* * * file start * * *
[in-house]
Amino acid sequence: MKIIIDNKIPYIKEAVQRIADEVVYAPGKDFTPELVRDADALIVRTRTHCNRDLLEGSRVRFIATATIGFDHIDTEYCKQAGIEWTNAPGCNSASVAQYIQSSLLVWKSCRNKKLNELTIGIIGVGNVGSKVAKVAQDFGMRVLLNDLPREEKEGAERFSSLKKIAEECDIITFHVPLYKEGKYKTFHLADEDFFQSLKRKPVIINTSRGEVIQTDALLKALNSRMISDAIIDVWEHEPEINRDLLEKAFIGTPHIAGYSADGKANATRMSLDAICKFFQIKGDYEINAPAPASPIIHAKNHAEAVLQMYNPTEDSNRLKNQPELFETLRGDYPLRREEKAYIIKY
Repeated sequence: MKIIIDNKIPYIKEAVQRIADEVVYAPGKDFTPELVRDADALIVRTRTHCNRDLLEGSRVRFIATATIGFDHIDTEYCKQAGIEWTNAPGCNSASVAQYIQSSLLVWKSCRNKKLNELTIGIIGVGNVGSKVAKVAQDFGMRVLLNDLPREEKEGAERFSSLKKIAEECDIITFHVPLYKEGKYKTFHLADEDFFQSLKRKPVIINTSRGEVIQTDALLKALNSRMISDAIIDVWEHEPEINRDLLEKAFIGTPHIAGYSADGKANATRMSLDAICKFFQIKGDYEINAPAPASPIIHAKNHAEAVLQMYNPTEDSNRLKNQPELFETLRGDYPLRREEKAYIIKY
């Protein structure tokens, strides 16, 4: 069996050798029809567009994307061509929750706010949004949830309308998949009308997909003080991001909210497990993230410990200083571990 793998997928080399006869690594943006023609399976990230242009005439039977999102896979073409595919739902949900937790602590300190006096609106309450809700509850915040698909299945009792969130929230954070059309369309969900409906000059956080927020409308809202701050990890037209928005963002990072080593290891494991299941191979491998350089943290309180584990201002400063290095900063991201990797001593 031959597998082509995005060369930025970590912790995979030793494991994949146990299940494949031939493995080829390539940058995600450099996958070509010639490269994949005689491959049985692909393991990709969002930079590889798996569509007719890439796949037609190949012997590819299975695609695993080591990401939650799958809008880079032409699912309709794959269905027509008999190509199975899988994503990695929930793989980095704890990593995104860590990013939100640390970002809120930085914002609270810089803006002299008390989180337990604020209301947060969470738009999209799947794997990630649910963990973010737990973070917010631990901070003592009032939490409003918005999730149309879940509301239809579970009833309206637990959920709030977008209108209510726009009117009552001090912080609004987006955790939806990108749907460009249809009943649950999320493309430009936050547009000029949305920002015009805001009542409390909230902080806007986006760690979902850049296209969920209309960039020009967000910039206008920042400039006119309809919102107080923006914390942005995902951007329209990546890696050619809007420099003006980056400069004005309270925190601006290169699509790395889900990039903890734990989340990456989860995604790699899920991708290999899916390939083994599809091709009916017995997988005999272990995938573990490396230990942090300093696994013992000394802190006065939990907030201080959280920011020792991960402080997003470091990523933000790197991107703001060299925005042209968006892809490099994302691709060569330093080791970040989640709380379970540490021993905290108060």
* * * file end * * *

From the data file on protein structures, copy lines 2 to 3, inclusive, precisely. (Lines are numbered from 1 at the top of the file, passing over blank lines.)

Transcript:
Amino acid sequence: MKIIIDNKIPYIKEAVQRIADEVVYAPGKDFTPELVRDADALIVRTRTHCNRDLLEGSRVRFIATATIGFDHIDTEYCKQAGIEWTNAPGCNSASVAQYIQSSLLVWKSCRNKKLNELTIGIIGVGNVGSKVAKVAQDFGMRVLLNDLPREEKEGAERFSSLKKIAEECDIITFHVPLYKEGKYKTFHLADEDFFQSLKRKPVIINTSRGEVIQTDALLKALNSRMISDAIIDVWEHEPEINRDLLEKAFIGTPHIAGYSADGKANATRMSLDAICKFFQIKGDYEINAPAPASPIIHAKNHAEAVLQMYNPTEDSNRLKNQPELFETLRGDYPLRREEKAYIIKY
Repeated sequence: MKIIIDNKIPYIKEAVQRIADEVVYAPGKDFTPELVRDADALIVRTRTHCNRDLLEGSRVRFIATATIGFDHIDTEYCKQAGIEWTNAPGCNSASVAQYIQSSLLVWKSCRNKKLNELTIGIIGVGNVGSKVAKVAQDFGMRVLLNDLPREEKEGAERFSSLKKIAEECDIITFHVPLYKEGKYKTFHLADEDFFQSLKRKPVIINTSRGEVIQTDALLKALNSRMISDAIIDVWEHEPEINRDLLEKAFIGTPHIAGYSADGKANATRMSLDAICKFFQIKGDYEINAPAPASPIIHAKNHAEAVLQMYNPTEDSNRLKNQPELFETLRGDYPLRREEKAYIIKY